It’s possible that you both look so drawn and dire that even the idea of finding each other attractive again seems remote, but you can find romance again.
Romance is a curious and seemingly ephemeral beast — fantastic and fiery at first, it is the hot molten stuff that forges what feels like an unbreakable bond between you and your partner.
And yet it can turn out to be more fleeting and fragile than first thought — easily injured and even subject to sudden and mysterious mortal wounds. It is also one of those things that ebbs and flows in relationships, with one of its more bottom-scraping lows definitely likely to assail you in the early years of parenting.
Nappies are not romantic, nor are caterwauling babies, or shouting matches, or bleary-eyed mornings, or panicked hospital visits, or the feeling that you are in the midst of some kind of torture that’s going on for months, nor what’s inside those nappies.
Your relationship will suffer, and anyone who tells you otherwise is so rich they have a team of nannies on duty and do very little of the baby stuff themselves. But the good news is, this isn’t just happening to you. Literally billions of couples have been through this before and come out the other side not only still together, but willing to have more children.
No, there’s not a lot of romance right now, and it’s possible that you both look so drawn and dire that even the idea of finding each other attractive again seems remote, but you can find it again. Here’s how.
Relax, you’ve been through this before
If you’ve been together long enough to have kids, chances are you’ve already lived through the marvellous and unforgettable ‘honeymoon phase’, also known as the first couple of years of any relationship.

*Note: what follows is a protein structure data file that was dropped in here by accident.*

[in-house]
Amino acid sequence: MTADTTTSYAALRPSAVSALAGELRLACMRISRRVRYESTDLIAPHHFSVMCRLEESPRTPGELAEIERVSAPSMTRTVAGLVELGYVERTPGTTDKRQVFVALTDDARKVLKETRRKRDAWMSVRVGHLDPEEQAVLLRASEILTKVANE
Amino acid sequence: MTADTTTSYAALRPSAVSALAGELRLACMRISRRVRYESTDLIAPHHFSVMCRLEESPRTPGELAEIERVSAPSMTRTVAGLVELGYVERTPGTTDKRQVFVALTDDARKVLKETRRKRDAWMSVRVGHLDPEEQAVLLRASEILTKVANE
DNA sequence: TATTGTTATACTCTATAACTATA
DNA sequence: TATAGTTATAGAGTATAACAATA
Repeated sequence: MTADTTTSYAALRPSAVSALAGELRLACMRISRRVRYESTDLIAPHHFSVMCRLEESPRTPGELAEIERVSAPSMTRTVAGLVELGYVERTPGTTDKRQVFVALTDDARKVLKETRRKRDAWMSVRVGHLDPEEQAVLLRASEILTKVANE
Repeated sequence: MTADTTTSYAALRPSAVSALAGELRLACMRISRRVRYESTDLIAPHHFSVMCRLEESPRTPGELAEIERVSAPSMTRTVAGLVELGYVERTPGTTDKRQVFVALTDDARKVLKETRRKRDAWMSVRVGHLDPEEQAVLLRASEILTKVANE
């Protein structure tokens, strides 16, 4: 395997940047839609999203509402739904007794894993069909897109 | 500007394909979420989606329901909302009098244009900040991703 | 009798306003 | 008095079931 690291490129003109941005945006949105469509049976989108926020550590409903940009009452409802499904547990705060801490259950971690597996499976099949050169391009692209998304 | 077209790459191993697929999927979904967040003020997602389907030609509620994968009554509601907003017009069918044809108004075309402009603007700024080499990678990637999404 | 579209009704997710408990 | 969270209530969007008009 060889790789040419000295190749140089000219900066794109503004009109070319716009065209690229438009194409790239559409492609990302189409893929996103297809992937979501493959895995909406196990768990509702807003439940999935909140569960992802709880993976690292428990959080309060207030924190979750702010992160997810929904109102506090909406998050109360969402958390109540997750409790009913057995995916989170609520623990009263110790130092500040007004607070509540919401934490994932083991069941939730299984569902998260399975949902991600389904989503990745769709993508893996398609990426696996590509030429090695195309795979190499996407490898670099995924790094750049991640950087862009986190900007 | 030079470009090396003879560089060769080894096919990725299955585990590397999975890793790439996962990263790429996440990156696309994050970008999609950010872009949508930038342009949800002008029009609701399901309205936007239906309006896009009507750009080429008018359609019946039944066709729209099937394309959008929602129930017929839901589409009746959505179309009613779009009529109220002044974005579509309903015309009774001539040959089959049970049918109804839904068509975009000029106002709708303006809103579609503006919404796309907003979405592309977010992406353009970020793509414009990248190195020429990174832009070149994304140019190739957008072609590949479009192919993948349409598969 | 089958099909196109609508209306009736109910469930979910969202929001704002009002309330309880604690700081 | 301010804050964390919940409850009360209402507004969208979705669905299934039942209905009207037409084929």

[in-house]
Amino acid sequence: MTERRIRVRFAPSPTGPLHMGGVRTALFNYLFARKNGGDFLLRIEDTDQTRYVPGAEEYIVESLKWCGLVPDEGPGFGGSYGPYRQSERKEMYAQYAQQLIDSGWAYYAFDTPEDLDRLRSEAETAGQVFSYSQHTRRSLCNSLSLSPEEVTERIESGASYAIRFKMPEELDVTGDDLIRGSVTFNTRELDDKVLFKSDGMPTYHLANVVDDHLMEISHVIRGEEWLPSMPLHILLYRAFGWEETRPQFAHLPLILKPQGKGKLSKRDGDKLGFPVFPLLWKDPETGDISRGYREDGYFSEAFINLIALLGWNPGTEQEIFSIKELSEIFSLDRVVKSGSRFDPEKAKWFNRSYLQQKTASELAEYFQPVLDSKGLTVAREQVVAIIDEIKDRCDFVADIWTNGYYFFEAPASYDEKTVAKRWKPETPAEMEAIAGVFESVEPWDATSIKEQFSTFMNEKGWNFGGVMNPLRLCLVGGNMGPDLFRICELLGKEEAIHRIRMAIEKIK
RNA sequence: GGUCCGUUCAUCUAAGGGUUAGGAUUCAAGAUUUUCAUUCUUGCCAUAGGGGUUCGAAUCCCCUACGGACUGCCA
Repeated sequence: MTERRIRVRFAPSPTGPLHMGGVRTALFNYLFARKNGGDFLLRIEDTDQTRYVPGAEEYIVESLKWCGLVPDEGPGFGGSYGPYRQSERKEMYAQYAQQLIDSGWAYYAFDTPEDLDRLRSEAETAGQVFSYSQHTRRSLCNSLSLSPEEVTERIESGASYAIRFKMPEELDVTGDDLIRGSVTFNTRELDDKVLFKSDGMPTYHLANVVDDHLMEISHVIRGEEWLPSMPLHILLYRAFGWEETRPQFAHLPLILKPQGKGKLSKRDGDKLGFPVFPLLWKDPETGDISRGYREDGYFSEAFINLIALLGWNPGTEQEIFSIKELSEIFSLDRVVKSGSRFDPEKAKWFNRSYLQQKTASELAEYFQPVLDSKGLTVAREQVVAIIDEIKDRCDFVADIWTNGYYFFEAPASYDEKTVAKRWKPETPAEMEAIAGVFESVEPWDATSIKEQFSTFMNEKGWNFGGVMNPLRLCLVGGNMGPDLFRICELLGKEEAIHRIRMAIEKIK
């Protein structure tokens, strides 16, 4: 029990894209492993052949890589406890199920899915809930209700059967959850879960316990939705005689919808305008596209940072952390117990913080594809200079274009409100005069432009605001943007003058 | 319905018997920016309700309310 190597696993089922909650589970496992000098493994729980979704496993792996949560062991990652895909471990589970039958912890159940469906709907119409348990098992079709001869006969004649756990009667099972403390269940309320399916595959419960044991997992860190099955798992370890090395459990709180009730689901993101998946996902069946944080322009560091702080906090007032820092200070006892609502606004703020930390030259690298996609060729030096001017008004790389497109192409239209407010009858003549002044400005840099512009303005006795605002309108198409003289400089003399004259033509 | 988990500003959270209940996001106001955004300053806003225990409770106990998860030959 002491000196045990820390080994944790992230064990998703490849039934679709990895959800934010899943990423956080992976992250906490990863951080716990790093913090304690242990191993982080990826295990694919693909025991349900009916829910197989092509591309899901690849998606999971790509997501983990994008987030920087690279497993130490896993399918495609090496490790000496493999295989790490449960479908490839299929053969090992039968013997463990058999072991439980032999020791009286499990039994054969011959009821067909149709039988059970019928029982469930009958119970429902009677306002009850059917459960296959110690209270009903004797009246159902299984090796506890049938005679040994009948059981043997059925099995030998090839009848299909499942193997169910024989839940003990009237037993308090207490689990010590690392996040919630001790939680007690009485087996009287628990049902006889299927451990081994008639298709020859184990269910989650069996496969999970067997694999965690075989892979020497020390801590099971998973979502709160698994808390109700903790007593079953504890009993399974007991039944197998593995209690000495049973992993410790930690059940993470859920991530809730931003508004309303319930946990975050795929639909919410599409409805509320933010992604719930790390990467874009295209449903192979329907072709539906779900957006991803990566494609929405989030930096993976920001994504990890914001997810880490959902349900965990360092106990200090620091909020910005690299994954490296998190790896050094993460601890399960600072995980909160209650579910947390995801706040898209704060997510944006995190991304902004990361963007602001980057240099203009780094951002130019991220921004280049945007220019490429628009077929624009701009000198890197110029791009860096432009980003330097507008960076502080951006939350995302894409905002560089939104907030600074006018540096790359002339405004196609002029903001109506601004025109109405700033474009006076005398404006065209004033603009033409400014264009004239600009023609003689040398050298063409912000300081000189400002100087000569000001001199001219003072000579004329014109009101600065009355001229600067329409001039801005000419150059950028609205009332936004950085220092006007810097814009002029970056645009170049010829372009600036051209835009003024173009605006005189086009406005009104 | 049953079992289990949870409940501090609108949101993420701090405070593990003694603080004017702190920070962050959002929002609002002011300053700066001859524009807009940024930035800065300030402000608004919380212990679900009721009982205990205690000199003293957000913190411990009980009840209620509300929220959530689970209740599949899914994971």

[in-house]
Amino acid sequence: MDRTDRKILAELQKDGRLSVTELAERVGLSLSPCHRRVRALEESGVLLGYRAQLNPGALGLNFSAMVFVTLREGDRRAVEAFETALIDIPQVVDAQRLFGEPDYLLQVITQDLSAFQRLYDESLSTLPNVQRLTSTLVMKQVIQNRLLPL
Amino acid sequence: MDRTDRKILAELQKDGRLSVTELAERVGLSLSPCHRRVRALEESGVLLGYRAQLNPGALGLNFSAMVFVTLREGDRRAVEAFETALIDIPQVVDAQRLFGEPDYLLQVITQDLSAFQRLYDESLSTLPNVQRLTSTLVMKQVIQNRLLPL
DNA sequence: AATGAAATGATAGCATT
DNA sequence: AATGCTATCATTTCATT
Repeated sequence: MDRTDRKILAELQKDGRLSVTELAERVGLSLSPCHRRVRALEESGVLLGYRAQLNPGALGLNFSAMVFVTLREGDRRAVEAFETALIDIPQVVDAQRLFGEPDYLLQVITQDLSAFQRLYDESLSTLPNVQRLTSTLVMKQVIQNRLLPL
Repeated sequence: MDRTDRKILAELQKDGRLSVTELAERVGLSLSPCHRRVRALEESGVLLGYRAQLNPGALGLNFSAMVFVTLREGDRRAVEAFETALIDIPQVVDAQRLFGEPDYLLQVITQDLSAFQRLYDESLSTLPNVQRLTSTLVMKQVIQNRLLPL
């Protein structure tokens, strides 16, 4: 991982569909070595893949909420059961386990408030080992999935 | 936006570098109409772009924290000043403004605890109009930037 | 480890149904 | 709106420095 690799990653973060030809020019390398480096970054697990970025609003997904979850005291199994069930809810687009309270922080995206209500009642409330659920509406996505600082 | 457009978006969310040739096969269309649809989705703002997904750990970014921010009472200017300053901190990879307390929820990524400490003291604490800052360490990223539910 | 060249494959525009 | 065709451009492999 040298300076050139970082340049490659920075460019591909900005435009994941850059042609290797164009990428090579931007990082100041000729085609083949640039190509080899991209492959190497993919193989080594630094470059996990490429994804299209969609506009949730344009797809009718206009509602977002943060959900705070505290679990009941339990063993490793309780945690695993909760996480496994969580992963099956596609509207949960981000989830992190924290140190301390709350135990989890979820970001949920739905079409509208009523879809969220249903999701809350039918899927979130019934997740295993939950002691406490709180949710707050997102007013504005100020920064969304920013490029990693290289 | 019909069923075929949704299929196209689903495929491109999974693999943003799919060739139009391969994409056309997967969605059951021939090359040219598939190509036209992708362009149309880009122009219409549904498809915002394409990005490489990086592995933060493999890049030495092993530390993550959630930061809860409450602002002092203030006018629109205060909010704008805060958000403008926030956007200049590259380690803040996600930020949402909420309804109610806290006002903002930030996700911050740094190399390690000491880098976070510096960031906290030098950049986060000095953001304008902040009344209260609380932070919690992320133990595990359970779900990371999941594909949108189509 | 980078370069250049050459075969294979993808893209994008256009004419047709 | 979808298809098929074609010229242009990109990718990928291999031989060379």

This is no myth, it’s science, and researchers using functional MRI have been able to identify what’s going on in our brains in this period of “intense feelings of attraction and ecstasy” and “idealisation of one’s partner”.
People in this honeymoon period show altered brain chemistry with higher levels of Nerve Growth Factor and cortisol. When tested two years later, however, their levels were the same as anyone else.
Or, as Scientific American puts it, rather beautifully: “These findings suggest that romantic love is an arousing but stressful experience. These physiological changes are short-lived, perhaps because we become acclimated to our partner with time.”
Fortunately they do also quote research that shows some couples can maintain the honeymoon-period feelings “by challenging each other with new activities, such as biking or dance”.
This seems like very specific advice, but it could be worth a try. What’s almost certain is that you’ve been through one of these periods where your ardour for one another has dimmed (sadly, this is often only happening for one of you), and full-fired romance has cooled to the comfort of companionship.
Bringing it back is about time, but not just in the waiting sense; it’s about making time.
Look, we don’t set out to be mean here, but life is never going to be exactly the same as it was before children came along. It’s probably just best to cut terms like “carefree” from your lexicon once your first baby arrives.
And the fact is that you do become, in some surprising and irreversible ways, a new person when you’re a parent. It changes you, and your attitudes, and continues to do so for years. Consider that not a single day will go past from now, nor often a single hour, when you won’t think about that child.